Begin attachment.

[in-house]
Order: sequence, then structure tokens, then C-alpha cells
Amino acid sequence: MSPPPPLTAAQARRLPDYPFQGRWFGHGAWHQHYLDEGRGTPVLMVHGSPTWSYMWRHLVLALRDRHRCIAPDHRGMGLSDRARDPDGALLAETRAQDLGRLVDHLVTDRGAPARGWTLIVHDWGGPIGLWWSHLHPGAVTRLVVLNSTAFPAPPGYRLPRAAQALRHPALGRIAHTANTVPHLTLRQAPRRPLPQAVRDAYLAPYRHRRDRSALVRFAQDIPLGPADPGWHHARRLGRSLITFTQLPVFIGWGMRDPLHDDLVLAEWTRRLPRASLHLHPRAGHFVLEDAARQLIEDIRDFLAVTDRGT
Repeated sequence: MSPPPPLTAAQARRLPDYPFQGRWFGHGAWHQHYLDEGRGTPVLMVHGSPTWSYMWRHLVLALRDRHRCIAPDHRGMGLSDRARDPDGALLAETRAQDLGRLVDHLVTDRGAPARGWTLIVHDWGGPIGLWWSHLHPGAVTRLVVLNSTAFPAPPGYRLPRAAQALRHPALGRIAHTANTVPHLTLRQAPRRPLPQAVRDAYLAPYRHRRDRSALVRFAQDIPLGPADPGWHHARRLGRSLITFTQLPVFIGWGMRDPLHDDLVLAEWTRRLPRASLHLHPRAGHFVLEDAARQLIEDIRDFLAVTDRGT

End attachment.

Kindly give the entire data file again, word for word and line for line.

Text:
[in-house]
Order: sequence, then structure tokens, then C-alpha cells
Amino acid sequence: MSPPPPLTAAQARRLPDYPFQGRWFGHGAWHQHYLDEGRGTPVLMVHGSPTWSYMWRHLVLALRDRHRCIAPDHRGMGLSDRARDPDGALLAETRAQDLGRLVDHLVTDRGAPARGWTLIVHDWGGPIGLWWSHLHPGAVTRLVVLNSTAFPAPPGYRLPRAAQALRHPALGRIAHTANTVPHLTLRQAPRRPLPQAVRDAYLAPYRHRRDRSALVRFAQDIPLGPADPGWHHARRLGRSLITFTQLPVFIGWGMRDPLHDDLVLAEWTRRLPRASLHLHPRAGHFVLEDAARQLIEDIRDFLAVTDRGT
Repeated sequence: MSPPPPLTAAQARRLPDYPFQGRWFGHGAWHQHYLDEGRGTPVLMVHGSPTWSYMWRHLVLALRDRHRCIAPDHRGMGLSDRARDPDGALLAETRAQDLGRLVDHLVTDRGAPARGWTLIVHDWGGPIGLWWSHLHPGAVTRLVVLNSTAFPAPPGYRLPRAAQALRHPALGRIAHTANTVPHLTLRQAPRRPLPQAVRDAYLAPYRHRRDRSALVRFAQDIPLGPADPGWHHARRLGRSLITFTQLPVFIGWGMRDPLHDDLVLAEWTRRLPRASLHLHPRAGHFVLEDAARQLIEDIRDFLAVTDRGT